Monday, July 28, 2008

Have just tried ... DYC Spanish whisky

d y c spanish whiskyWe found this blended whisky on our recent trip to Spain and having never heard of it, thought that we would give it a try. DYC is the abbreviated company name of Destilerias y Crianza del whisky, which opened Spain's first whisky distillery in 1959. The distillery is located in the town of Palazuelos de Eresma in the Castilla y Leon region to the north west of Madrid and has the capacity to produce a massive 20 million litres of spirit per year. The whisky is marketed to be low budget and is popular in Spain as it is much cheaper than Scottish, Irish or American whiskies. It is designed to be mixed with non alcoholic beverages and be easy drinking in the hot weather. A one litre bottle will cost you between 10-12 euros (about £8-10). This regular DYC release is a blend of malt and grain whiskies that have been matured in crianza red wine casks. So we had to try it!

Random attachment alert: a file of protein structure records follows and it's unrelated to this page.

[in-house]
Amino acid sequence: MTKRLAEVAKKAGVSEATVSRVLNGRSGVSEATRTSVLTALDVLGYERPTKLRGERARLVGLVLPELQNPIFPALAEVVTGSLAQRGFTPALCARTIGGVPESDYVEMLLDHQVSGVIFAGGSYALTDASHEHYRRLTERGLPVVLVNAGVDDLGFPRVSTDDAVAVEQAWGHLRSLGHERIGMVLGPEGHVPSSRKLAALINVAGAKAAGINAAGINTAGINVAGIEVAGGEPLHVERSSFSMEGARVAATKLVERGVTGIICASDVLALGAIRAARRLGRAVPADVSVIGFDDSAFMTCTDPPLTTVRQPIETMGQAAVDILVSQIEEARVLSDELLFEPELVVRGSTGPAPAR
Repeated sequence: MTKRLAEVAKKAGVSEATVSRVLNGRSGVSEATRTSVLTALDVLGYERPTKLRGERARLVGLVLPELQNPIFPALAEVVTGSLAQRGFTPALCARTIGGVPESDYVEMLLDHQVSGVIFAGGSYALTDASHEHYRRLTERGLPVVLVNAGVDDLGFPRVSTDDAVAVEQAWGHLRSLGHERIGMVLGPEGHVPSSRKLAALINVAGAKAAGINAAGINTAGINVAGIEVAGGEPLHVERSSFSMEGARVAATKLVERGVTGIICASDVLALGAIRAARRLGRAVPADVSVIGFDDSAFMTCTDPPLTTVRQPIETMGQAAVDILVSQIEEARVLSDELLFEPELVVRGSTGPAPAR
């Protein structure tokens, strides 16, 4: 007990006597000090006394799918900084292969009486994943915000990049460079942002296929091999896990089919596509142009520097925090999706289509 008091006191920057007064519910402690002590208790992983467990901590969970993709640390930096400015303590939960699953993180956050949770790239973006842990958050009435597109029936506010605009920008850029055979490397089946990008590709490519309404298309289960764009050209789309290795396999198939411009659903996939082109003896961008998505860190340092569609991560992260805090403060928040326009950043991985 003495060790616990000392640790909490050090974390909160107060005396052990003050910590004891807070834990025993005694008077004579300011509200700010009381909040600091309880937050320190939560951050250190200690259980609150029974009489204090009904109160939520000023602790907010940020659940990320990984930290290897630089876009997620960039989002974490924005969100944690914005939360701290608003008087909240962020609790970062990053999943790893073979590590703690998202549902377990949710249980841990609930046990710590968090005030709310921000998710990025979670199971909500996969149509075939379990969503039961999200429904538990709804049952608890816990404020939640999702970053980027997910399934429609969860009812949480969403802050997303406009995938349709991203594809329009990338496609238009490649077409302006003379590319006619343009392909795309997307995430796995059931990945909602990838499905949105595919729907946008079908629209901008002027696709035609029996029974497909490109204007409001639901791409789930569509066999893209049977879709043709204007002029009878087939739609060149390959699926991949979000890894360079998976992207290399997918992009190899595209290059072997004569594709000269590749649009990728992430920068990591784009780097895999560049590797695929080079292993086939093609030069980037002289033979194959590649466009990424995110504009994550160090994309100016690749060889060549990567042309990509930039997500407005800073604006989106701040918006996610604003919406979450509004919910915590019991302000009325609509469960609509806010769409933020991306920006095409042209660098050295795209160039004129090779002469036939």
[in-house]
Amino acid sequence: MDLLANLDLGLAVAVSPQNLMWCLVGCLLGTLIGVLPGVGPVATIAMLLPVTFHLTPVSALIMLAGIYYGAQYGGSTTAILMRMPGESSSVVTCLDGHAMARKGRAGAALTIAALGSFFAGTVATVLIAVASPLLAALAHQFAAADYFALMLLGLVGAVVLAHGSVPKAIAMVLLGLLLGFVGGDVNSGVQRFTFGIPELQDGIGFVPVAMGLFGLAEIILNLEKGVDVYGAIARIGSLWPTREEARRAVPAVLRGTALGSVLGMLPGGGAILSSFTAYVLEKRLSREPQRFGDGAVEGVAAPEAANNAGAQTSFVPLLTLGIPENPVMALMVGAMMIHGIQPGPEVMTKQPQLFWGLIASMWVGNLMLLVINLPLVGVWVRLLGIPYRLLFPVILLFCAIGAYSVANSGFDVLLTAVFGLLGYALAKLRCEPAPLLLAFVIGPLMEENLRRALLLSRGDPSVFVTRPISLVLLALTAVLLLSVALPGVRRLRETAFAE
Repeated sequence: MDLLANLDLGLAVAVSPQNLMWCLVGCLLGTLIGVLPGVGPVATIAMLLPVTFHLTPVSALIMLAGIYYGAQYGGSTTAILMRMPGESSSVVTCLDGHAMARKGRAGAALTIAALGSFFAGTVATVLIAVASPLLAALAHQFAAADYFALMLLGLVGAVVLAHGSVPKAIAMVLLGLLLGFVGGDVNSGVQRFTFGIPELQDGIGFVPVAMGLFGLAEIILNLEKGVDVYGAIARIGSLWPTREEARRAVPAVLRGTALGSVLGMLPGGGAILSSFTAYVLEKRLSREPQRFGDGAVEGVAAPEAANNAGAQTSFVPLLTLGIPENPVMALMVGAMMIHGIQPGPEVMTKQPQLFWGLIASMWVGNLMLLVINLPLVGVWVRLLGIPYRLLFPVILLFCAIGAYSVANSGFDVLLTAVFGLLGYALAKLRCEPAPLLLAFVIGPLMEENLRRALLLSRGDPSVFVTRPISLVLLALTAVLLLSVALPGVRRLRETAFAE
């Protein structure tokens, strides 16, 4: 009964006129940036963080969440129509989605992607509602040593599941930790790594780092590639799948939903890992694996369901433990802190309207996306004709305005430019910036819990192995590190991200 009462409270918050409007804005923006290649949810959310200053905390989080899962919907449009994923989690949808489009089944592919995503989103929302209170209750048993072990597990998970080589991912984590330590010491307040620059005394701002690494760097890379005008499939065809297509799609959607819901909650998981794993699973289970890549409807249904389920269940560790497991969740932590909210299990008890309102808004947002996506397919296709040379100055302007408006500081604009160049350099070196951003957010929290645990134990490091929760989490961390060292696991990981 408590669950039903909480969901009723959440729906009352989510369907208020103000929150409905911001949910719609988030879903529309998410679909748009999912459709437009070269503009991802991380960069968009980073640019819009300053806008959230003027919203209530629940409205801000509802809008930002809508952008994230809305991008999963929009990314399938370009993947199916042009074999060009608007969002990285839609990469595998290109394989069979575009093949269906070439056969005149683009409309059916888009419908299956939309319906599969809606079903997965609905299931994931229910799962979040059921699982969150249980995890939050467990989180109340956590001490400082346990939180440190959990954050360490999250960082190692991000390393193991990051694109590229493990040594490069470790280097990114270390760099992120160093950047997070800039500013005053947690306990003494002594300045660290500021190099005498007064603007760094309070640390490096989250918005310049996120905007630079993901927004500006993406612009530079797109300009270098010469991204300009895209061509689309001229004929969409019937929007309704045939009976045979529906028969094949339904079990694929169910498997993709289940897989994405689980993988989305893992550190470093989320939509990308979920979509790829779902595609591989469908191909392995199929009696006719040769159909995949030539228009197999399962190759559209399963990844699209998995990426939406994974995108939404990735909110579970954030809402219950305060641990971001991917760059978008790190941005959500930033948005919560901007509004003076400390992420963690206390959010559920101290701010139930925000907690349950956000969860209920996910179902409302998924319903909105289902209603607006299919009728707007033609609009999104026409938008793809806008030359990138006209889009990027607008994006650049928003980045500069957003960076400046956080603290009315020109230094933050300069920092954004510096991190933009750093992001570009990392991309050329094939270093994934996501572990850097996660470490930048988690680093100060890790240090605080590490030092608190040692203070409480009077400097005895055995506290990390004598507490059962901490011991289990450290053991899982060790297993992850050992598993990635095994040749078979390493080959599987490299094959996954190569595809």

our d y cI got a strange look from the bar woman when we ordered it straight and she almost insisted that we had some cola with it. She then proceeded to pour me the rest of the bottle which must have been the equivalent to a quadruple shot (or a quintuple, if that's a real word) and this left me wondering what we had let ourselves in for and how popular this stuff really was? How long had she had that bottle sitting there? Had she won a prize from her boss for finishing the bottle off? This cost me only 7 euros! The colour is a very pale gold and the nose is very light with almost nothing there. There is a bit of vanilla and caramel with a whiff of alcohol and petrol (never a good sign, but then we were sitting outside next to a main road!). On the palate, it is again very light with the vanilla notes prominent and also something herbal (think of fresh cut grass) coming through. The finish is short, very sharp and almost acidic. We were both pleasantly surprised that it was actually quite nice! It doesn't have the complexity of other whiskies that we have tried but was thirst quenching and we could see how it was popular in a hot climate, maybe with ice or a mixer. This is a simple blended whisky with minimal character (we thought there would be more influence from the crianza wine casks, as this is a full bodied red wine that should add more fruitiness) but one that is easy drinking, refreshing and dirt cheap. If you are ever in Spain, it is worth a try.